Russ Harris, a physician, therapist, and speaker who specializes in stress management, explained in his book titled “The Happiness Trap” the core of acceptance and commitment therapy (ACT). He stated,
“The aim of ACT is to help you live a rich, full, and meaningful life while effectively handling the pain that inevitably comes your way. ACT achieves this through the use of six powerful principles, which will enable you to develop a life-enhancing ability known as ‘psychological flexibility’”.
ACT has been proven to help many people accept things they cannot change; many people in recovery, whether it be from mental illness or addiction, wish they could go back in time or take a trip to the future to change something – anything – to make things easier, better, and more aligned with how they feel life should go. Unfortunately, we can’t always change situations, circumstances, or people – which is why it’s so important to embrace the present and allow ourselves to take care of what we can control – ourselves.
In Harris’s book, he identifies the 6 core principles of ACT:
- Defusion – relating to your thoughts in a new way so that they have less of an impact on you
- Expansion – making room for unpleasant feelings and emotions rather than trying to push them away
- Connection – focusing on and engaging with whatever is happening right now, however you are feeling
- The Observing Self – getting to know yourself on a deeper level, leading to great transformation
- Values – clarifying and connecting with your values, which serve as a reflection of who you are
- Committed Action – living a rich and meaningful life through deliberate actions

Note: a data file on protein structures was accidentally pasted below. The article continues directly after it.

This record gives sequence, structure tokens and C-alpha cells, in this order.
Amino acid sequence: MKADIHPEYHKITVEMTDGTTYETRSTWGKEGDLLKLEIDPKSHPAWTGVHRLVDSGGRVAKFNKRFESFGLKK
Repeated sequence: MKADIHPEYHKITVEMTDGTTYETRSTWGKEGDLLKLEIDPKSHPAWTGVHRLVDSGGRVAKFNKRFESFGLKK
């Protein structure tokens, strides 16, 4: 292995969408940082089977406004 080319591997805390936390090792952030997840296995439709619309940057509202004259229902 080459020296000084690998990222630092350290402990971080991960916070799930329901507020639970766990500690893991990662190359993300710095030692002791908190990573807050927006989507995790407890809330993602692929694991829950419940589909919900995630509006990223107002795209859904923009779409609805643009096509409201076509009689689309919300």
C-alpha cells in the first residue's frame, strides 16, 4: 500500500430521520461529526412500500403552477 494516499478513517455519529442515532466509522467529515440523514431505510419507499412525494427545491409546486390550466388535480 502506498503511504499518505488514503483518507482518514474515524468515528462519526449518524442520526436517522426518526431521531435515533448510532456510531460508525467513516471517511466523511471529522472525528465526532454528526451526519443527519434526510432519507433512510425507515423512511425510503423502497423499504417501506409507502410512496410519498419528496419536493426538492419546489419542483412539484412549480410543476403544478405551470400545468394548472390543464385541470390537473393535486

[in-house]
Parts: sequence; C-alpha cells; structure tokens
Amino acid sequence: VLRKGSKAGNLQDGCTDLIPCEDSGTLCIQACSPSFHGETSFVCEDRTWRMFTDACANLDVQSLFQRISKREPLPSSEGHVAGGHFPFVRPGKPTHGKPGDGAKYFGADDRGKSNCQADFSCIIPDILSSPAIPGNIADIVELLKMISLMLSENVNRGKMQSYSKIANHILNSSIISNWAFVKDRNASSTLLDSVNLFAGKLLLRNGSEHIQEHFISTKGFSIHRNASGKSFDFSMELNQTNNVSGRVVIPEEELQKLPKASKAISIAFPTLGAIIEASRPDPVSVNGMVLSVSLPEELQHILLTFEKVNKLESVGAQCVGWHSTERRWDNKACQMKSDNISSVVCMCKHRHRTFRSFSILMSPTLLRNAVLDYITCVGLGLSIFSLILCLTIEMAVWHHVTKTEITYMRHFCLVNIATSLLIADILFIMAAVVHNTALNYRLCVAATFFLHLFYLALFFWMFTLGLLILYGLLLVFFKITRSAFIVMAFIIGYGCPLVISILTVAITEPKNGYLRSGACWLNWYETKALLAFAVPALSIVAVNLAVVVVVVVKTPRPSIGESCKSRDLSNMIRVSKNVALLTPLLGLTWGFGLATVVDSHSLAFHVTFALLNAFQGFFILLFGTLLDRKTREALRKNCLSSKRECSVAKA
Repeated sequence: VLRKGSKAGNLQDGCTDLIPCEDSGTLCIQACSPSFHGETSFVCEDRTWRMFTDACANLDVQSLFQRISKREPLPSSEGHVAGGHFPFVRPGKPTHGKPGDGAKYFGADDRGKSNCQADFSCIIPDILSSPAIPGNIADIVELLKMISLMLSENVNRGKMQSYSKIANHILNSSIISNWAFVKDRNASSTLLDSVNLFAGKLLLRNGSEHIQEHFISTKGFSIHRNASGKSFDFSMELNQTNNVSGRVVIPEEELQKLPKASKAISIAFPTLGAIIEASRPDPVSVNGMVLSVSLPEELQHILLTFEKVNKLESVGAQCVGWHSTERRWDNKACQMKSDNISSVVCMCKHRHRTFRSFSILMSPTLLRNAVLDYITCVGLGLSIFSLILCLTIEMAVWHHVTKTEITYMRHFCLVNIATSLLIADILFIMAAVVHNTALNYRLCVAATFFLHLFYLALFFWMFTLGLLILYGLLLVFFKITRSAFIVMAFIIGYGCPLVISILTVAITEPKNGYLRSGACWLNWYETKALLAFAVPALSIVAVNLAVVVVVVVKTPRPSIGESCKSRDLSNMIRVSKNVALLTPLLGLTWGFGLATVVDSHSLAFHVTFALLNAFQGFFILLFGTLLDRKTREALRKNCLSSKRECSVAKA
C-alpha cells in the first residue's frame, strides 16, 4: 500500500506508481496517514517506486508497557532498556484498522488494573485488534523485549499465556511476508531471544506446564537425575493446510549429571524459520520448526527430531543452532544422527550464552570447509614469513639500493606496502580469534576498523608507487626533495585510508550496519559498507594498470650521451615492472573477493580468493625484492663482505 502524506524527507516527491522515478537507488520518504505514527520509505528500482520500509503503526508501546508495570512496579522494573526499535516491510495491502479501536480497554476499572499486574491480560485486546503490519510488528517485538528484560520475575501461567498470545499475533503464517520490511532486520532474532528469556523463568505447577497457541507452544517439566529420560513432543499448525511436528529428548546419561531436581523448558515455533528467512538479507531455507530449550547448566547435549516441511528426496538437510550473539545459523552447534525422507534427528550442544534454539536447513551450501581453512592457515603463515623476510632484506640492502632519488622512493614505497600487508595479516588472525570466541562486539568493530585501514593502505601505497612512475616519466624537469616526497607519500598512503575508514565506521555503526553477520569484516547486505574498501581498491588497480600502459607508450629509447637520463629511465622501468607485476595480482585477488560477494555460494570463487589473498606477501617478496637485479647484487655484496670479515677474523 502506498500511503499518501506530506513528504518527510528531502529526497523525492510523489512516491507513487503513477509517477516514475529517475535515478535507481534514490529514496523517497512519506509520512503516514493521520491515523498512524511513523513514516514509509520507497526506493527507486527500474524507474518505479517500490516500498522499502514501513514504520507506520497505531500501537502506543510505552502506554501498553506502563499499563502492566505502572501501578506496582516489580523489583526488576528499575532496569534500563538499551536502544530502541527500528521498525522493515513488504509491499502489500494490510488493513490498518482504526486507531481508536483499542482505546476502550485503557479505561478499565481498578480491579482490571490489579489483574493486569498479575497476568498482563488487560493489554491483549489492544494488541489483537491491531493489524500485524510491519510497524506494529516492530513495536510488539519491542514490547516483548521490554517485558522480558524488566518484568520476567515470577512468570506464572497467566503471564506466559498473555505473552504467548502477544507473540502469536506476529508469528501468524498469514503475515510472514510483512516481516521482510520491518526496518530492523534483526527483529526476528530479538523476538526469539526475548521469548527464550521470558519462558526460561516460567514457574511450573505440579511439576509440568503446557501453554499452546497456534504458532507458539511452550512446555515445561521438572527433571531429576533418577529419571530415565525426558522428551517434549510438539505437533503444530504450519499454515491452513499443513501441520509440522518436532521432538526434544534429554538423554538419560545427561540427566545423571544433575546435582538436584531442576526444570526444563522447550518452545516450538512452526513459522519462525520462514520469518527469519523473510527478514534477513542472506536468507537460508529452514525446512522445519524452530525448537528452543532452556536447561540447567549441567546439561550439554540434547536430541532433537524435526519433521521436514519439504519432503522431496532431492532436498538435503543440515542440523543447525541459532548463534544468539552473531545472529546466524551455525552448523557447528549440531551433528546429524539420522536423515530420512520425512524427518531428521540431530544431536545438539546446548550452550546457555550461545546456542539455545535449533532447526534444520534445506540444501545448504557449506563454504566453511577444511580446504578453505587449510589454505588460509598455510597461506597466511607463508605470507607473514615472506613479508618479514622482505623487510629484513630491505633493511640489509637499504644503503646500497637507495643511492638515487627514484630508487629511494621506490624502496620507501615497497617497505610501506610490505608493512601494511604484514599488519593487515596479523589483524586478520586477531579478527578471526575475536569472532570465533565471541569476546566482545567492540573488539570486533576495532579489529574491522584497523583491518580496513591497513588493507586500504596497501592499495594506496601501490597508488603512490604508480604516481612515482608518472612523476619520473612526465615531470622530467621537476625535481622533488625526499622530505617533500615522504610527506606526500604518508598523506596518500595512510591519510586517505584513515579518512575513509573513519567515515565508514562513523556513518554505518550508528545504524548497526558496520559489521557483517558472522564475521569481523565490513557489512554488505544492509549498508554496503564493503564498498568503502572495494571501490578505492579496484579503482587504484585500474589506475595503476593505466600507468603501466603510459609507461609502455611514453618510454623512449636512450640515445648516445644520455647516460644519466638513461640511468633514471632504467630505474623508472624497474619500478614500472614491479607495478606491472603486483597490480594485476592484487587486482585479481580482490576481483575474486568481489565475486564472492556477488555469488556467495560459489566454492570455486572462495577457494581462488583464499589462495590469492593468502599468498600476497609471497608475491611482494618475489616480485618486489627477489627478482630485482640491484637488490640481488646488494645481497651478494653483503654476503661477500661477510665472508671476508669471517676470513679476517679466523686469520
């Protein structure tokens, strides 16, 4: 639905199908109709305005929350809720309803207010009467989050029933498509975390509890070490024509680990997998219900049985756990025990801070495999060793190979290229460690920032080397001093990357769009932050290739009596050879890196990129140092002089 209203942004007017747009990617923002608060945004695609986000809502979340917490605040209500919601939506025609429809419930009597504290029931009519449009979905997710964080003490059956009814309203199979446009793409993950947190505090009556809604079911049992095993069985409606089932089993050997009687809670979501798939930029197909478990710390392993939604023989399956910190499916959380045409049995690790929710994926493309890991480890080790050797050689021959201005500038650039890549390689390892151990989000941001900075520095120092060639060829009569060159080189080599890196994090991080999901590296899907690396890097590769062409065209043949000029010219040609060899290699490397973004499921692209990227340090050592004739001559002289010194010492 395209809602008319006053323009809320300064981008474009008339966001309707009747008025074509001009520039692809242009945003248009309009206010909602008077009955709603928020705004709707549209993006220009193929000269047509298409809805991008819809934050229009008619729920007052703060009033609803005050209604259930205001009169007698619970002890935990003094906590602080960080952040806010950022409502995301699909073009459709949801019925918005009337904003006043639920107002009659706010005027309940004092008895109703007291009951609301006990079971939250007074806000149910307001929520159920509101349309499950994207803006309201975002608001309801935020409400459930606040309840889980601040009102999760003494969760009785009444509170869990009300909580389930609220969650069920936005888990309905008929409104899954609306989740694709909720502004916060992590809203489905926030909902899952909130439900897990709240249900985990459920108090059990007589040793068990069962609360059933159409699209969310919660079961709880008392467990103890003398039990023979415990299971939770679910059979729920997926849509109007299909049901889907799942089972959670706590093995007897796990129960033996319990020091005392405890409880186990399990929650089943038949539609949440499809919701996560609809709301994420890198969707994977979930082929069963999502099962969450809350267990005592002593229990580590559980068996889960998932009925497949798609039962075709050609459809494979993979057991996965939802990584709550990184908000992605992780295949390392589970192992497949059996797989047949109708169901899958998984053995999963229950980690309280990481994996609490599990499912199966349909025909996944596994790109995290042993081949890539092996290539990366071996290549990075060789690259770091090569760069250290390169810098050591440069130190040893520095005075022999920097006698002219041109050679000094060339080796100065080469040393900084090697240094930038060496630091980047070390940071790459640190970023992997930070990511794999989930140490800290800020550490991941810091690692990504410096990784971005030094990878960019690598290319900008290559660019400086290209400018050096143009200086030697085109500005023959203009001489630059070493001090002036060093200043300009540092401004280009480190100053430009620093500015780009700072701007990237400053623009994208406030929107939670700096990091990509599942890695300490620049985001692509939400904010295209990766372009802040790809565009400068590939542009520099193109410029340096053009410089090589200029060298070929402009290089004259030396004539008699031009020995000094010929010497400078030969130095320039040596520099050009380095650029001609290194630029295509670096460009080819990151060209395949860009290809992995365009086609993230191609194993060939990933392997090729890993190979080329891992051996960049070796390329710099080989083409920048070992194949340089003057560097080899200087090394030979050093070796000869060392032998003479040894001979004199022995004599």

A 2015 study published in the journal Psychotherapy and Psychosomatics analyzed 39 research studies involving 1,821 patients who engaged in ACT, with assessments including follow-up after treatment. Results from the study indicated that ACT greatly assisted those with anxiety disorders, depression, addiction, and somatic health problems. Overall, ACT has been shown to provide many positive outcomes when it comes to treatment. As a form of cognitive behavioral therapy (CBT), you may engage in this form of therapy whilst attending treatment for a mental illness or addiction.
If you haven’t already, speak with a professional at a reputable treatment center to learn more about CBT and ACT and how therapy may assist you in your journey to recovery.
Therapy is a primary component of treatment for rehabilitation from a substance use disorder and/or mental health disorder. Attending treatment with certified clinicians and counselors is critical for a full recovery. At one of New Vista Behavioral Health’s treatment providers, you are receiving exceptional care, held to a higher standard. Our programs result in better outcomes, ensuring a better recovery. For information call us today: 888-316-3665.